While some outstanding work is being done using the 'tool' dimension in NZ schools - wordprocessing, spreadsheets, graphics, desktop publishing - my concern is that we are not doing enough to bridge the ditch (illustrated on the OHT) to create the learning environments which allow students to explore information, construct knowledge and communicate knowledge - to develop classrooms as knowledge construction environments.

My argument is that until schools set out quite consciously to use technology to create classrooms as knowledge construction environments we will continue to use technology to do what we already do, but quicker; and with, in the short term, more student participation and enjoyment.

Where we are is fine as far as it goes, but it does not go far enough.

The possible reasons for the ditch are well documented and may well include factors like:

• access to technology

• lack of technology

• physical barriers eg computer laboratories

• technological obsolescence

• teacher reluctance

• insufficient teacher training

• lack of time for practice

• demands of IT-based teaching/ lack of models for integrating technology into curriculum.

There is no doubt that more is necessary - more technology, more access points in the school, more training, more time for practice and curriculum planning - but will more be sufficient to help teachers bridge the ditch?

In asking whether the microcomputer is 'just another failed innovation' Hannafin and Savenye (1993: 29) analyse what they call 'teacher resistance' and suggest that it relates to unwillingness to exploit "the interactive nature of the computer and its tremendous capacity for enabling student-centred activities and exploration..." They talk about a 'fundamental shift' in the role of the teacher toward that of coach, facilitator, guide. They add:

The teacher's role does not change simply by using the computer in the classroom. The change occurs only to the extent to which a shift of responsibility to the learner occurs...

Teachers using computers to facilitate open-ended student-centred learning environments necessarily relinquish some control and consequently accept a different role and ideology (1993: 28).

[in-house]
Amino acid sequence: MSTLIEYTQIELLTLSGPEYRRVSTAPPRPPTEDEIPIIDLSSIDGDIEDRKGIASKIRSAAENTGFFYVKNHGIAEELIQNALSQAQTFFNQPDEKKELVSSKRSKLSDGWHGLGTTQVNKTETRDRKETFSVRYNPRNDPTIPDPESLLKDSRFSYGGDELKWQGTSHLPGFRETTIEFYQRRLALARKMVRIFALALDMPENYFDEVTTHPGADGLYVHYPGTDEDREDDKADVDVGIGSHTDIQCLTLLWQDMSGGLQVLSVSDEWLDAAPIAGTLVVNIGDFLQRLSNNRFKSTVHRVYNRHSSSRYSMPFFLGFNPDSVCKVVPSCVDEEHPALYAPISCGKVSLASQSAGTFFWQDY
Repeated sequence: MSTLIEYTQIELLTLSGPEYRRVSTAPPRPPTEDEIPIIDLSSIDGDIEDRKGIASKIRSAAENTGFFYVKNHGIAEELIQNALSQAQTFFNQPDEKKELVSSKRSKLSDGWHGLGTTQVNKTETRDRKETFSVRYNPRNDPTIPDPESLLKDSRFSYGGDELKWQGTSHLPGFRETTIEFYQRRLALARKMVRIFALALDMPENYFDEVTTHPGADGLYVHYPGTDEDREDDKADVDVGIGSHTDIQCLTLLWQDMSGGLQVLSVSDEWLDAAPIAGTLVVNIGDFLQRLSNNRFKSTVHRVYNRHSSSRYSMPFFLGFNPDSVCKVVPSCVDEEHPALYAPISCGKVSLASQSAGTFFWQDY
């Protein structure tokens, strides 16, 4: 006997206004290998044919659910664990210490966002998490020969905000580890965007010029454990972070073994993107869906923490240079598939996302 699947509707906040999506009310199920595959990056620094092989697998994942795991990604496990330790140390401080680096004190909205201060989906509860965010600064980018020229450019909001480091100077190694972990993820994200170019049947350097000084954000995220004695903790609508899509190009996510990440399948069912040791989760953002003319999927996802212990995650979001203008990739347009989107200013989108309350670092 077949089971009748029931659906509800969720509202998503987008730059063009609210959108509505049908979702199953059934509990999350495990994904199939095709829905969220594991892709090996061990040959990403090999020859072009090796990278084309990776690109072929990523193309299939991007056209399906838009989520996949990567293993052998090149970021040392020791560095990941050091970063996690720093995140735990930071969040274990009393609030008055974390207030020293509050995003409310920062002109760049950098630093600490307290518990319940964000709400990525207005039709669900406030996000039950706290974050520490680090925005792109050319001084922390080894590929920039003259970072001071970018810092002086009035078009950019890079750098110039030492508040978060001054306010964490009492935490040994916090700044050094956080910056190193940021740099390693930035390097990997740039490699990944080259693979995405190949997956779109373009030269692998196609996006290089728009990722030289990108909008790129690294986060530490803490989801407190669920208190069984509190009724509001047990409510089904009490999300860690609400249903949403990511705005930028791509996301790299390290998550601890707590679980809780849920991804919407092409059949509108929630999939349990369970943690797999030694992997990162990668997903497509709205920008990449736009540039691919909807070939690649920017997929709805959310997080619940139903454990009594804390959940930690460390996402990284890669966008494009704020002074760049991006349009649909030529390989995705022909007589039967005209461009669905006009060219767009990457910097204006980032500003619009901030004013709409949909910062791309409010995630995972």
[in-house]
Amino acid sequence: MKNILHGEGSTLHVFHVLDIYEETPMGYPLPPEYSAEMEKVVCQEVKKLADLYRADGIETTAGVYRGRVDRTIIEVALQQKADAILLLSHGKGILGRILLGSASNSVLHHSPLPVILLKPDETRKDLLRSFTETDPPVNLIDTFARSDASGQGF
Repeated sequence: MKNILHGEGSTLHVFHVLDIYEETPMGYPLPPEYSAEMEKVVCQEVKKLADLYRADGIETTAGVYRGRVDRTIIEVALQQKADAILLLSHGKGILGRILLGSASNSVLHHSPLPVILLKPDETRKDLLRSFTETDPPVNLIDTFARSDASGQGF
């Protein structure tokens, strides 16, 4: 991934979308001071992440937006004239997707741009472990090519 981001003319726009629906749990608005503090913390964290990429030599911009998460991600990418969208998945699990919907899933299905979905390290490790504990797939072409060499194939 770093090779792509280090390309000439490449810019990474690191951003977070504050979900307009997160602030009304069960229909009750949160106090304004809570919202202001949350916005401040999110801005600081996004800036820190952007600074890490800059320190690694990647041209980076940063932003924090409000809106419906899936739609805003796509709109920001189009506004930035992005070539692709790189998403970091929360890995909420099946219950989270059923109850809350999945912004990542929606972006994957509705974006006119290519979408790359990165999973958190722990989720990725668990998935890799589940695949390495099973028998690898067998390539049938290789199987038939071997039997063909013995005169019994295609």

It would be easy to suggest that NZ has always supported a student-centred ideology, that our classrooms are already knowledge construction environments, so what is new, and what is different?

We need to examine exactly what Hannafin and Savenye mean by student control of learning. For years we have been setting projects and getting students to go to the library to 'look it up'. 'Looking it up' has become a lot more fun with an automated catalogue and Encarta on CD Rom, but what else has changed? Are we really using information technology within knowledge construction environments? I see an awful lot of electronic copying and pasting of other people's information, but not a lot of learning. I see what Ennals talked about in terms of 'projects' authenticating an undemanding superficial approach to learning. If anything, computers have made it more so.

One of the areas that gives me most cause for concern is what I call the electronic pastiche phenomenon. Pivotal to this is the tendency of teachers (and consequently students) to see information and knowledge as synonymous.

Schools tend to overemphasisze the value of information and misunderstand the subtleties and complexities of learning. While information can be provided by humans and/or machines, it is what one accomplishes with the information that counts. By itself information is inert. While computers may sort, categorize and classify information, they do not create concepts. What people do with information is what matters...

An undue emphasis on information also raises ethical issues, such as the production of information collages from CD Rom. Recently one of the authors, as an exercise, wrote a 68 page paper on Burkina Faso, a newly emerged African nation.

The paper contained maps, charts, comparisons of economic indicators and information on culture, religions and political systems. The paper was reviewed by faculty members and judged to be an effective, comprehensive paper. Yet the author put it together electronically in 38 minutes and acknowledged that he knew little more about the country than when he had begun. Such abuses of the technology are emerging in the proliferation of academic publications which are mixes and matches of previous publications. This practice is already evident in schools where students have ready access to educational technologies (Melchior, Gawith, Edwards and Keany, 1995: in press).

With NZ schools moving to surfing the Net and embracing multimedia with fervour, it seems timely to return to Beswick's (1987) observation that learners who find one book a problem will not find many millions of books any easier. Electronic multimedia information pastiches are, surely, little different from the pretty border and snippets of pasted up photocopy syndrome?